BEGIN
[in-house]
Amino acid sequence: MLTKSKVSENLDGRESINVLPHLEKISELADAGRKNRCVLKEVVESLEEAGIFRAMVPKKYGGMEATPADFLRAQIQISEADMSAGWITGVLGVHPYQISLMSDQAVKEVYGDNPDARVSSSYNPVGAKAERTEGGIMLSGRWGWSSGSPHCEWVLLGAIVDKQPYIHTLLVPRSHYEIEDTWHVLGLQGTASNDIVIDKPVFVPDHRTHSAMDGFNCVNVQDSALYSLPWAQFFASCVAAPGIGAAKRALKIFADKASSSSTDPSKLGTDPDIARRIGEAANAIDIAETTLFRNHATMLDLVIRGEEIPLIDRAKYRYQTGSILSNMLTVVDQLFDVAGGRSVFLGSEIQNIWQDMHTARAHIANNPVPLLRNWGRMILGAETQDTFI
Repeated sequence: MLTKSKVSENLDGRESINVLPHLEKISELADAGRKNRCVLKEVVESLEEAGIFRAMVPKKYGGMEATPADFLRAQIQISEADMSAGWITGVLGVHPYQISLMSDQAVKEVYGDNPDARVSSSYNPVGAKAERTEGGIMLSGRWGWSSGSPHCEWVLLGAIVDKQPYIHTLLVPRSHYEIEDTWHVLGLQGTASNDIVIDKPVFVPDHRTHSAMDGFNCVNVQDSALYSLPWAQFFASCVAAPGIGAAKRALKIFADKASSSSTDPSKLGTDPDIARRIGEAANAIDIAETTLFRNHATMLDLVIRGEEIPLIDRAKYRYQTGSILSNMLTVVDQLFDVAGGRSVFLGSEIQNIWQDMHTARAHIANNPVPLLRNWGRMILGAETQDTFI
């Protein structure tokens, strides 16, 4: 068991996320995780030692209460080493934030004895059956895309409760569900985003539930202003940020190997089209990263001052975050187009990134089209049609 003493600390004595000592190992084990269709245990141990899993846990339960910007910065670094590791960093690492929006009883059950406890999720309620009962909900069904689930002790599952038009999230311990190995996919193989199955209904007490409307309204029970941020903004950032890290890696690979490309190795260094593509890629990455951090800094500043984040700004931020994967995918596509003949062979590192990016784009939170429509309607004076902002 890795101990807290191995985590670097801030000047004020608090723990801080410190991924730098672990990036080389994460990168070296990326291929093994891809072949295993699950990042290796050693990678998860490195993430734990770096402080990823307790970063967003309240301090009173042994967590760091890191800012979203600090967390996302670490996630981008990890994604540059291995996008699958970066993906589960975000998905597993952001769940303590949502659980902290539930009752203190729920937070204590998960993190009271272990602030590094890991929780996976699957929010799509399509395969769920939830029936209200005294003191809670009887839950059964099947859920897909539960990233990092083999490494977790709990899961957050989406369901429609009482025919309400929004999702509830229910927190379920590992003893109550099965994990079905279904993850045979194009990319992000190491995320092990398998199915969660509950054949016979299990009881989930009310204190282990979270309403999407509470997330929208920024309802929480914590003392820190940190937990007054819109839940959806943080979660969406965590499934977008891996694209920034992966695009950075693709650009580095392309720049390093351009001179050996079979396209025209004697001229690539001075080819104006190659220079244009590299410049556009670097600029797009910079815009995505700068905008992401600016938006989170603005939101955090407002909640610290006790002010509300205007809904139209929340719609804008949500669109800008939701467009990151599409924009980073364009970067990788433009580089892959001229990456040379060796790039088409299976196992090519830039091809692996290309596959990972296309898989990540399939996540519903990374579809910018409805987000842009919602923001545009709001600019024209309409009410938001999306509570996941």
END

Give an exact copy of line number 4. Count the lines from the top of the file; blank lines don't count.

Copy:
């Protein structure tokens, strides 16, 4: 068991996320995780030692209460080493934030004895059956895309409760569900985003539930202003940020190997089209990263001052975050187009990134089209049609 003493600390004595000592190992084990269709245990141990899993846990339960910007910065670094590791960093690492929006009883059950406890999720309620009962909900069904689930002790599952038009999230311990190995996919193989199955209904007490409307309204029970941020903004950032890290890696690979490309190795260094593509890629990455951090800094500043984040700004931020994967995918596509003949062979590192990016784009939170429509309607004076902002 890795101990807290191995985590670097801030000047004020608090723990801080410190991924730098672990990036080389994460990168070296990326291929093994891809072949295993699950990042290796050693990678998860490195993430734990770096402080990823307790970063967003309240301090009173042994967590760091890191800012979203600090967390996302670490996630981008990890994604540059291995996008699958970066993906589960975000998905597993952001769940303590949502659980902290539930009752203190729920937070204590998960993190009271272990602030590094890991929780996976699957929010799509399509395969769920939830029936209200005294003191809670009887839950059964099947859920897909539960990233990092083999490494977790709990899961957050989406369901429609009482025919309400929004999702509830229910927190379920590992003893109550099965994990079905279904993850045979194009990319992000190491995320092990398998199915969660509950054949016979299990009881989930009310204190282990979270309403999407509470997330929208920024309802929480914590003392820190940190937990007054819109839940959806943080979660969406965590499934977008891996694209920034992966695009950075693709650009580095392309720049390093351009001179050996079979396209025209004697001229690539001075080819104006190659220079244009590299410049556009670097600029797009910079815009995505700068905008992401600016938006989170603005939101955090407002909640610290006790002010509300205007809904139209929340719609804008949500669109800008939701467009990151599409924009980073364009970067990788433009580089892959001229990456040379060796790039088409299976196992090519830039091809692996290309596959990972296309898989990540399939996540519903990374579809910018409805987000842009919602923001545009709001600019024209309409009410938001999306509570996941």